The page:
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COMMENTARY

Battle for Imo Government House Begins

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At last the battle line for Imo State Government House has been drawn, as far as the Independent National Electoral Commission (INEC) is concerned.
The Electoral umpire has accepted Deputy Speaker of the House of Representatives, Chief Emeka Ihedioha, incumbent Governor, Owelle Rochas Okorocha and former Internal Affairs Minister, Captain Emmanuel Ihenacho as the authentic candidates who will vie for the highest office in Imo State, under the People’s Democratic Party (PDP), All Progressives Congress (APC) and the All Progressives Grand Alliance (APGA) respectively. Dr Osmond Ukanacho is the governorship candidate for United Progressives Party (UPP). The deputies, in that order, are Hon Chuma Nnaji, for PDP, Eze Madumere, (APC) Ike Ibe (APGA).
The current development follows INEC’s publication of the list of Imo governorship candidates and their running mates, which has cleared the maze of confusion surrounding this all-important and particular segment of the up-coming general elections in Imo-State.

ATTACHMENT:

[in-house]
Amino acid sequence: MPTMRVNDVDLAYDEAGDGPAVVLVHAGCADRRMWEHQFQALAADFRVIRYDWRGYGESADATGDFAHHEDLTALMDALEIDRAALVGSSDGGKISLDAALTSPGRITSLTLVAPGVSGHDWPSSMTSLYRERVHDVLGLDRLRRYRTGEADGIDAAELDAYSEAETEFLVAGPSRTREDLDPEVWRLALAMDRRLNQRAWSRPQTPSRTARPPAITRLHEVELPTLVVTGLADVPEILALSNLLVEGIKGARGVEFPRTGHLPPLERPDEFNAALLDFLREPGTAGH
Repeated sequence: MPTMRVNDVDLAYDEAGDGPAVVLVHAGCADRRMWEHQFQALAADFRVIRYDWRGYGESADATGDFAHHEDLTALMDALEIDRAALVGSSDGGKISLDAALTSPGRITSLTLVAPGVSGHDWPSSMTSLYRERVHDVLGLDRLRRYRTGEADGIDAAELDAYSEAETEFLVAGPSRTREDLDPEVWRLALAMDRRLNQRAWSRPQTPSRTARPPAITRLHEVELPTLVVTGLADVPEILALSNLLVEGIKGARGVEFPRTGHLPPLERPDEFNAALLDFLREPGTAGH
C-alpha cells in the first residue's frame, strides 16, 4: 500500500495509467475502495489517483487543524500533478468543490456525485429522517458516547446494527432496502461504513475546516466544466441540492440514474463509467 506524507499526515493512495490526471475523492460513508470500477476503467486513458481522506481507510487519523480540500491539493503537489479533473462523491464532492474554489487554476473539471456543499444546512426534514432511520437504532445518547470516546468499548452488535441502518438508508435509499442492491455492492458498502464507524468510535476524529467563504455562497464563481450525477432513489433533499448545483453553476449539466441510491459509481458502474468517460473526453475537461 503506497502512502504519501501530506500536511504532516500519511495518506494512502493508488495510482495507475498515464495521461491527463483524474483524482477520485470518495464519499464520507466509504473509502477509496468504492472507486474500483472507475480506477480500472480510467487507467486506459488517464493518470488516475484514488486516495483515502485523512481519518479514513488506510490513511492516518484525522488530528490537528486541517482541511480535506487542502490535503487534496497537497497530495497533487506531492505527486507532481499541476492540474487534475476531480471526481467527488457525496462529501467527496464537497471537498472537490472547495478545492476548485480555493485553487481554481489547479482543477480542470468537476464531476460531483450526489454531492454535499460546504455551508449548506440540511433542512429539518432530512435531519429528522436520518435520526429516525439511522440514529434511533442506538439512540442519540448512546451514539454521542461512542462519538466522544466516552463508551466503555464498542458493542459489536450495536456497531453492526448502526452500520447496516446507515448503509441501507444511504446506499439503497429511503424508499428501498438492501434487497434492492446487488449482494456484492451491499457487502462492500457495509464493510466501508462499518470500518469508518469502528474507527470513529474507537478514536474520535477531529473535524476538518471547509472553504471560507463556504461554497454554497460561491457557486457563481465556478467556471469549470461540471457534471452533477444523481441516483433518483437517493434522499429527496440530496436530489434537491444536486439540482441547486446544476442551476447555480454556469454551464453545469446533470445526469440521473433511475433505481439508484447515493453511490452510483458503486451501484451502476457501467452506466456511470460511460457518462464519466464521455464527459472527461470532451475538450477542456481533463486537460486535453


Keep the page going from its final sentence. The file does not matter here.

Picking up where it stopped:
Since the PDP held its primaries on December 8, 2014, to choose a flag-bearer, the whole thing has been shrouded in uncertainty. People were unclear who the real winner was, following controversial media reports plus claims and counter claims of impending court action. Chief Emeka Ihedioha was said to have won but Senator Ifeanyi Araraume who came a close second reportedly disagreed with the result and was suing. But INEC’s latest move indicates that Ihedioha has been cleared for the February 28 governorship election.